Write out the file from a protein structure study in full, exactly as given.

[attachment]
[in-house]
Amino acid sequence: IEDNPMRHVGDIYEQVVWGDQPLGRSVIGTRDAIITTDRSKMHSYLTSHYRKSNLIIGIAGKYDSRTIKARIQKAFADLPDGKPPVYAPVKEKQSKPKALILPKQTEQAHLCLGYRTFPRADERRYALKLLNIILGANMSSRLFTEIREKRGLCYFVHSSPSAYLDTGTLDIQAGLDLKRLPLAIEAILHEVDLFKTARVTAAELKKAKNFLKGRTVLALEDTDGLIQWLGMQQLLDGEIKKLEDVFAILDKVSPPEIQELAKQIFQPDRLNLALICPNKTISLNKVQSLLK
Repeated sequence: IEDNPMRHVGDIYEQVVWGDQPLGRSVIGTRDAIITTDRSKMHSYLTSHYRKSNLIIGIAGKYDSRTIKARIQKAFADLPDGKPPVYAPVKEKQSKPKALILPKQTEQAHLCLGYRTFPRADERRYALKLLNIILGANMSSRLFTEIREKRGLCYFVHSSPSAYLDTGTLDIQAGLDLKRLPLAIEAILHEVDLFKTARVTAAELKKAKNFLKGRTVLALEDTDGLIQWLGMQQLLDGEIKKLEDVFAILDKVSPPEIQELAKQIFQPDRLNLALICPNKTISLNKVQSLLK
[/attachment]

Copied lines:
[in-house]
Amino acid sequence: IEDNPMRHVGDIYEQVVWGDQPLGRSVIGTRDAIITTDRSKMHSYLTSHYRKSNLIIGIAGKYDSRTIKARIQKAFADLPDGKPPVYAPVKEKQSKPKALILPKQTEQAHLCLGYRTFPRADERRYALKLLNIILGANMSSRLFTEIREKRGLCYFVHSSPSAYLDTGTLDIQAGLDLKRLPLAIEAILHEVDLFKTARVTAAELKKAKNFLKGRTVLALEDTDGLIQWLGMQQLLDGEIKKLEDVFAILDKVSPPEIQELAKQIFQPDRLNLALICPNKTISLNKVQSLLK
Repeated sequence: IEDNPMRHVGDIYEQVVWGDQPLGRSVIGTRDAIITTDRSKMHSYLTSHYRKSNLIIGIAGKYDSRTIKARIQKAFADLPDGKPPVYAPVKEKQSKPKALILPKQTEQAHLCLGYRTFPRADERRYALKLLNIILGANMSSRLFTEIREKRGLCYFVHSSPSAYLDTGTLDIQAGLDLKRLPLAIEAILHEVDLFKTARVTAAELKKAKNFLKGRTVLALEDTDGLIQWLGMQQLLDGEIKKLEDVFAILDKVSPPEIQELAKQIFQPDRLNLALICPNKTISLNKVQSLLK